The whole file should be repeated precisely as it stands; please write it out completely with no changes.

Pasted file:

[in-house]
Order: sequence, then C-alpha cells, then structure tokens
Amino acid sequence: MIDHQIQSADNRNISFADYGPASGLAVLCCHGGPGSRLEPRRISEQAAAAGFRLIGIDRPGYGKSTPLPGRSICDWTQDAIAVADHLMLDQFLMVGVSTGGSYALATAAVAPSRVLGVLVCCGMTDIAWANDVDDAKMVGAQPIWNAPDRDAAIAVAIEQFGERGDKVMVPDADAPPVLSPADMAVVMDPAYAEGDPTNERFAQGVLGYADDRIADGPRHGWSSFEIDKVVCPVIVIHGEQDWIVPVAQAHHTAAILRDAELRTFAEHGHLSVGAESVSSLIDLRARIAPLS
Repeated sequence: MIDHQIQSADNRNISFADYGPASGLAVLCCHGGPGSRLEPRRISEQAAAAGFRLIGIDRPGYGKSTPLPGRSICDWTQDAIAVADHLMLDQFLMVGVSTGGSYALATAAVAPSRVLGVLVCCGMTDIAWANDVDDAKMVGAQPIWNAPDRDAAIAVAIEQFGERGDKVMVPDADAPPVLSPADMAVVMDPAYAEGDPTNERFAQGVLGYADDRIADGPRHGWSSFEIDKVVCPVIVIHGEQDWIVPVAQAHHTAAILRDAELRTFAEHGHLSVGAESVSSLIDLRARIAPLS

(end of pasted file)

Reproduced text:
[in-house]
Order: sequence, then C-alpha cells, then structure tokens
Amino acid sequence: MIDHQIQSADNRNISFADYGPASGLAVLCCHGGPGSRLEPRRISEQAAAAGFRLIGIDRPGYGKSTPLPGRSICDWTQDAIAVADHLMLDQFLMVGVSTGGSYALATAAVAPSRVLGVLVCCGMTDIAWANDVDDAKMVGAQPIWNAPDRDAAIAVAIEQFGERGDKVMVPDADAPPVLSPADMAVVMDPAYAEGDPTNERFAQGVLGYADDRIADGPRHGWSSFEIDKVVCPVIVIHGEQDWIVPVAQAHHTAAILRDAELRTFAEHGHLSVGAESVSSLIDLRARIAPLS
Repeated sequence: MIDHQIQSADNRNISFADYGPASGLAVLCCHGGPGSRLEPRRISEQAAAAGFRLIGIDRPGYGKSTPLPGRSICDWTQDAIAVADHLMLDQFLMVGVSTGGSYALATAAVAPSRVLGVLVCCGMTDIAWANDVDDAKMVGAQPIWNAPDRDAAIAVAIEQFGERGDKVMVPDADAPPVLSPADMAVVMDPAYAEGDPTNERFAQGVLGYADDRIADGPRHGWSSFEIDKVVCPVIVIHGEQDWIVPVAQAHHTAAILRDAELRTFAEHGHLSVGAESVSSLIDLRARIAPLS